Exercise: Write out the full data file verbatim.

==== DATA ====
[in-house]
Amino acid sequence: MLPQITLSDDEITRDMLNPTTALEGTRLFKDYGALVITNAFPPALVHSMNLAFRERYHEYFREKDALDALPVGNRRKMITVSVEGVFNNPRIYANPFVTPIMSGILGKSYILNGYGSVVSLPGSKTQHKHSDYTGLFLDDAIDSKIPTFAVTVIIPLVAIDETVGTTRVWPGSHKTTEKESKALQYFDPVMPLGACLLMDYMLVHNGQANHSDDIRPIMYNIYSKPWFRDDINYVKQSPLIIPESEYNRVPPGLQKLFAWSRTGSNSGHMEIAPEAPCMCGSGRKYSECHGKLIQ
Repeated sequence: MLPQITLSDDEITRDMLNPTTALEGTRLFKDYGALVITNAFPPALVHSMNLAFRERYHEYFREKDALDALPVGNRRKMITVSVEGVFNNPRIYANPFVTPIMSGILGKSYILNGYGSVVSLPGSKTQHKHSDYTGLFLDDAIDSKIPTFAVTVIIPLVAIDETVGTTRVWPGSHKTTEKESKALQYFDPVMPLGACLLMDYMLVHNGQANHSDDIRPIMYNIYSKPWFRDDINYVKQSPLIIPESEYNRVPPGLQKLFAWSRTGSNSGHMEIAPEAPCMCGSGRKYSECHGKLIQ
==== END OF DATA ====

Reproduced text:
[in-house]
Amino acid sequence: MLPQITLSDDEITRDMLNPTTALEGTRLFKDYGALVITNAFPPALVHSMNLAFRERYHEYFREKDALDALPVGNRRKMITVSVEGVFNNPRIYANPFVTPIMSGILGKSYILNGYGSVVSLPGSKTQHKHSDYTGLFLDDAIDSKIPTFAVTVIIPLVAIDETVGTTRVWPGSHKTTEKESKALQYFDPVMPLGACLLMDYMLVHNGQANHSDDIRPIMYNIYSKPWFRDDINYVKQSPLIIPESEYNRVPPGLQKLFAWSRTGSNSGHMEIAPEAPCMCGSGRKYSECHGKLIQ
Repeated sequence: MLPQITLSDDEITRDMLNPTTALEGTRLFKDYGALVITNAFPPALVHSMNLAFRERYHEYFREKDALDALPVGNRRKMITVSVEGVFNNPRIYANPFVTPIMSGILGKSYILNGYGSVVSLPGSKTQHKHSDYTGLFLDDAIDSKIPTFAVTVIIPLVAIDETVGTTRVWPGSHKTTEKESKALQYFDPVMPLGACLLMDYMLVHNGQANHSDDIRPIMYNIYSKPWFRDDINYVKQSPLIIPESEYNRVPPGLQKLFAWSRTGSNSGHMEIAPEAPCMCGSGRKYSECHGKLIQ